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Posted by Deggesty on Monday, July 29, 2019 7:28 PM

NP Eddie

A side question to the Panama/Magnolia Star:  Was there a seperate name for the coaches added to the 20th Century?

Ed Burns

 

No; looking in the November, 1967, Guide, I found only sleeping cars sleepercoaches, and coaches, along with the non-revenue cars listed under the name 

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Posted by rcdrye on Tuesday, July 30, 2019 8:28 AM

The original plan for adding coaches to the Century was to combine it with the Commodore Vanderbilt, which already carried coaches.  Once NYC pulled out of Pullman in 1958, I think they stopped caring.  The red carpet remained (even for coach passengers!) until the end of Century service.

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Posted by daveklepper on Tuesday, July 30, 2019 8:47 AM

Suprise!   Able to log in at the Yeshiva!    1st time in a long time!

The direct and usual sleeper service between Richmond, VA, in Chicago, IL., was the C&O in Newport News - Chicago sleepers via C&O to Cincinnati and then NYC to Chicago.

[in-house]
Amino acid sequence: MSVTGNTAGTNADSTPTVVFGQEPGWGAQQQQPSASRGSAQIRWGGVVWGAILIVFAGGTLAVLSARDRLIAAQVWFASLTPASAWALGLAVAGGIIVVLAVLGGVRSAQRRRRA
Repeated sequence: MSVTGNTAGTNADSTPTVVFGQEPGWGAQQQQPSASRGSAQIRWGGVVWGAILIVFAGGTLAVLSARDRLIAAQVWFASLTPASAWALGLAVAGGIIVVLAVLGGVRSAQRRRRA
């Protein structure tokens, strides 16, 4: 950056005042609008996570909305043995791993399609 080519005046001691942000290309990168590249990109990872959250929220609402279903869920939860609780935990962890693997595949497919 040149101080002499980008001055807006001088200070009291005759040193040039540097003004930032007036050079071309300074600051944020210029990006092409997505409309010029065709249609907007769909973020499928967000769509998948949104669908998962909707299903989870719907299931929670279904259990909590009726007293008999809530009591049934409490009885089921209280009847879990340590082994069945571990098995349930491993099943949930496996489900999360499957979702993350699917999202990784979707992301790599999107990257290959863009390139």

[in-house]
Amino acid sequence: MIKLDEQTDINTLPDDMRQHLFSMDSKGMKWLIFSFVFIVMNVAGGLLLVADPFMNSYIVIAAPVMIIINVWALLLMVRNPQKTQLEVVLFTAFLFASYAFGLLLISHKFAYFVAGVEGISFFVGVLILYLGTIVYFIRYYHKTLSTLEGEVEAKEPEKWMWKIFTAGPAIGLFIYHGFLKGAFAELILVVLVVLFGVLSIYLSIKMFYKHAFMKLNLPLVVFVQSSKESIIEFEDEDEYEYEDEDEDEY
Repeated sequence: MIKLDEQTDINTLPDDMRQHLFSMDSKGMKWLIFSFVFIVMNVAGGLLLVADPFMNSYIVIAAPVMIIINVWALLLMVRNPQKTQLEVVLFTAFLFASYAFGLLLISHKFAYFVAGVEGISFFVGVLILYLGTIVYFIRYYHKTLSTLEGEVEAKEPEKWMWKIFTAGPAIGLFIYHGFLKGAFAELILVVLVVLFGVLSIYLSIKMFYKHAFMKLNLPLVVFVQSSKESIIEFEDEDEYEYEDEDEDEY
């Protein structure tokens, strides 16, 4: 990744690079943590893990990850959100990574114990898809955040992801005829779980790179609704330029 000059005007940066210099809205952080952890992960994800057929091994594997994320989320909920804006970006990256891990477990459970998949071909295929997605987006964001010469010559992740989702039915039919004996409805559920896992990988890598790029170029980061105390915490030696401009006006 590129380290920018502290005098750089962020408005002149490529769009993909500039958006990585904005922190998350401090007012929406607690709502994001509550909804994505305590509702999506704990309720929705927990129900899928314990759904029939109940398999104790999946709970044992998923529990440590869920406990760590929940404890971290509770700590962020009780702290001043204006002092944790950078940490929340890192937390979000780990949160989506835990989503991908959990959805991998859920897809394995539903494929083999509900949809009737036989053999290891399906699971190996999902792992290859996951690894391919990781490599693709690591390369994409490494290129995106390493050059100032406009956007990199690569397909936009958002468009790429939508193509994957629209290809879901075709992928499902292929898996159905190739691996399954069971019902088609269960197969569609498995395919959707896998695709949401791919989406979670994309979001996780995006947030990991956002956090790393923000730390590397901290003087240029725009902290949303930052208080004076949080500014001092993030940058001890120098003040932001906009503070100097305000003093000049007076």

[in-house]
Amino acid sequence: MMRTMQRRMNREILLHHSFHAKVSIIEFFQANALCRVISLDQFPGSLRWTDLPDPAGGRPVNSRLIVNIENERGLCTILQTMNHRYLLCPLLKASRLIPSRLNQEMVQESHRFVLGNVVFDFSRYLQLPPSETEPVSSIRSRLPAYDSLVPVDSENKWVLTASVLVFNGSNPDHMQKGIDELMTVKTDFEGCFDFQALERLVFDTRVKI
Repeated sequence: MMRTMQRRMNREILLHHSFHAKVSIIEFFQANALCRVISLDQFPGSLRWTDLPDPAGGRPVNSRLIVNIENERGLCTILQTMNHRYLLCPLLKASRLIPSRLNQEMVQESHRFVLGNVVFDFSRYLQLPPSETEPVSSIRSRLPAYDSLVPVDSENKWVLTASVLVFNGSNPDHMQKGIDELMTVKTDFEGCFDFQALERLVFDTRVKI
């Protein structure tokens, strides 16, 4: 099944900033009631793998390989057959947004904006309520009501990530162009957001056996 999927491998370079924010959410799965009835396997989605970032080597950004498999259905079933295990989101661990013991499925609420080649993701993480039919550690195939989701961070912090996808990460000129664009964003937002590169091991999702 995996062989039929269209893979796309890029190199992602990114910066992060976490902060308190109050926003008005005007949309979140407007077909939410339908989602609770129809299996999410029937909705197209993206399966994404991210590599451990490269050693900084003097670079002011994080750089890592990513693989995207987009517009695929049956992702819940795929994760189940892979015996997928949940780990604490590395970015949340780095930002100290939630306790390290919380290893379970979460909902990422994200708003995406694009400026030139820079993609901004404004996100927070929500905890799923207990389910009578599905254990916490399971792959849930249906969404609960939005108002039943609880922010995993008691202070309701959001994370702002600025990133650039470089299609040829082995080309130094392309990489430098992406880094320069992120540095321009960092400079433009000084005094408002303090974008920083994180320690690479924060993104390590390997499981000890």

I think the N&W did try to compete with Richmond - Petersburg on the ACL, probably the Everglades or the Havana Special, then the Pocohuntis or Cavelier on the N&W, and the PRR Cincinnati - Chicago, possibly also passing though Richmond, Indiana.

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Posted by Deggesty on Tuesday, July 30, 2019 10:04 AM

No, Dave, the N&W did not enter into this route at the time specified. It did have a Norfolk to Chicago 10-6 that was carried by the Pocohontas and the PRR's Red Bird  from Cincinnati.

The car in the question went east in a seemingly more sensible routing.

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Posted by Overmod on Tuesday, July 30, 2019 10:37 AM